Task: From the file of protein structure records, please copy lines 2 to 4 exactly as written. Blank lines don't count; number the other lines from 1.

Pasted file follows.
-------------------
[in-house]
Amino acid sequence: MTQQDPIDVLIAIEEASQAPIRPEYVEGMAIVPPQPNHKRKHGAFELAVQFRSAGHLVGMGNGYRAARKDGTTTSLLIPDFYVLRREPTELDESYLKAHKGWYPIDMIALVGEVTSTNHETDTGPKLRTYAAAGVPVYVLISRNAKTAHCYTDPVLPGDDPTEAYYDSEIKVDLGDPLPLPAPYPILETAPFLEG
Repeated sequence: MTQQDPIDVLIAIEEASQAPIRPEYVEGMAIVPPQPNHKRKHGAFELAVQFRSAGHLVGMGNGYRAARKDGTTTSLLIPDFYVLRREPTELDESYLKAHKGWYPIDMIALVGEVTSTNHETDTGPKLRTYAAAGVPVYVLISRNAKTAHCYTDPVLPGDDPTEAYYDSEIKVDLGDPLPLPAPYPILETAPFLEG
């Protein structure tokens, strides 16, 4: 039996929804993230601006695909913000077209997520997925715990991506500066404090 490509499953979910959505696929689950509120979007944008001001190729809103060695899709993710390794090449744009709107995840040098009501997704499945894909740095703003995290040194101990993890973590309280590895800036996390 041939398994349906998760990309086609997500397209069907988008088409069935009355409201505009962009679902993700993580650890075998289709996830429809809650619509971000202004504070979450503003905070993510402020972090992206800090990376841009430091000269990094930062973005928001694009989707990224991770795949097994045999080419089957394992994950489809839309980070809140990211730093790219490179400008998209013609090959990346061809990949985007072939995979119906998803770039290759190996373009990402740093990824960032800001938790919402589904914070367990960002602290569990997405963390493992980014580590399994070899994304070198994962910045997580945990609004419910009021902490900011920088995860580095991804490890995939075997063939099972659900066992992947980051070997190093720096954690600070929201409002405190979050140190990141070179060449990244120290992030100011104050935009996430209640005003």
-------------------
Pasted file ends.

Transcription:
Amino acid sequence: MTQQDPIDVLIAIEEASQAPIRPEYVEGMAIVPPQPNHKRKHGAFELAVQFRSAGHLVGMGNGYRAARKDGTTTSLLIPDFYVLRREPTELDESYLKAHKGWYPIDMIALVGEVTSTNHETDTGPKLRTYAAAGVPVYVLISRNAKTAHCYTDPVLPGDDPTEAYYDSEIKVDLGDPLPLPAPYPILETAPFLEG
Repeated sequence: MTQQDPIDVLIAIEEASQAPIRPEYVEGMAIVPPQPNHKRKHGAFELAVQFRSAGHLVGMGNGYRAARKDGTTTSLLIPDFYVLRREPTELDESYLKAHKGWYPIDMIALVGEVTSTNHETDTGPKLRTYAAAGVPVYVLISRNAKTAHCYTDPVLPGDDPTEAYYDSEIKVDLGDPLPLPAPYPILETAPFLEG
């Protein structure tokens, strides 16, 4: 039996929804993230601006695909913000077209997520997925715990991506500066404090 490509499953979910959505696929689950509120979007944008001001190729809103060695899709993710390794090449744009709107995840040098009501997704499945894909740095703003995290040194101990993890973590309280590895800036996390 041939398994349906998760990309086609997500397209069907988008088409069935009355409201505009962009679902993700993580650890075998289709996830429809809650619509971000202004504070979450503003905070993510402020972090992206800090990376841009430091000269990094930062973005928001694009989707990224991770795949097994045999080419089957394992994950489809839309980070809140990211730093790219490179400008998209013609090959990346061809990949985007072939995979119906998803770039290759190996373009990402740093990824960032800001938790919402589904914070367990960002602290569990997405963390493992980014580590399994070899994304070198994962910045997580945990609004419910009021902490900011920088995860580095991804490890995939075997063939099972659900066992992947980051070997190093720096954690600070929201409002405190979050140190990141070179060449990244120290992030100011104050935009996430209640005003």